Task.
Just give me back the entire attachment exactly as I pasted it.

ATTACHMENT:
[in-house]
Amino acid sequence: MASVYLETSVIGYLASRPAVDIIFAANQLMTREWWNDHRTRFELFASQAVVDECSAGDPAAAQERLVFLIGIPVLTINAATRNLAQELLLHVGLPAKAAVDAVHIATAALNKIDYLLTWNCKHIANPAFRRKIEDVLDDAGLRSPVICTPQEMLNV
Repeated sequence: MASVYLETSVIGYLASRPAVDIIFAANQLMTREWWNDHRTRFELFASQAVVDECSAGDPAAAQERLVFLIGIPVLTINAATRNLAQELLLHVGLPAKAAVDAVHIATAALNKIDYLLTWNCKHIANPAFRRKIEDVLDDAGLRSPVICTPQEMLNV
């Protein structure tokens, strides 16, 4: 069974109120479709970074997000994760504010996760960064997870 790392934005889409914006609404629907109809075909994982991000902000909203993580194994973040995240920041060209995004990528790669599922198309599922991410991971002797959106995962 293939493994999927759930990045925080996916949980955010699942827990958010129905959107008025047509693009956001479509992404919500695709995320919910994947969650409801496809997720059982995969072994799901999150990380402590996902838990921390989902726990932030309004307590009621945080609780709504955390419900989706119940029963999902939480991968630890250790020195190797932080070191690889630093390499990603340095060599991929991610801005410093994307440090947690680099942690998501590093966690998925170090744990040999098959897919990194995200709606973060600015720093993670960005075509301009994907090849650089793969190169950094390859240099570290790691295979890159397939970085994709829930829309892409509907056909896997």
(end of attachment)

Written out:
[in-house]
Amino acid sequence: MASVYLETSVIGYLASRPAVDIIFAANQLMTREWWNDHRTRFELFASQAVVDECSAGDPAAAQERLVFLIGIPVLTINAATRNLAQELLLHVGLPAKAAVDAVHIATAALNKIDYLLTWNCKHIANPAFRRKIEDVLDDAGLRSPVICTPQEMLNV
Repeated sequence: MASVYLETSVIGYLASRPAVDIIFAANQLMTREWWNDHRTRFELFASQAVVDECSAGDPAAAQERLVFLIGIPVLTINAATRNLAQELLLHVGLPAKAAVDAVHIATAALNKIDYLLTWNCKHIANPAFRRKIEDVLDDAGLRSPVICTPQEMLNV
């Protein structure tokens, strides 16, 4: 069974109120479709970074997000994760504010996760960064997870 790392934005889409914006609404629907109809075909994982991000902000909203993580194994973040995240920041060209995004990528790669599922198309599922991410991971002797959106995962 293939493994999927759930990045925080996916949980955010699942827990958010129905959107008025047509693009956001479509992404919500695709995320919910994947969650409801496809997720059982995969072994799901999150990380402590996902838990921390989902726990932030309004307590009621945080609780709504955390419900989706119940029963999902939480991968630890250790020195190797932080070191690889630093390499990603340095060599991929991610801005410093994307440090947690680099942690998501590093966690998925170090744990040999098959897919990194995200709606973060600015720093993670960005075509301009994907090849650089793969190169950094390859240099570290790691295979890159397939970085994709829930829309892409509907056909896997």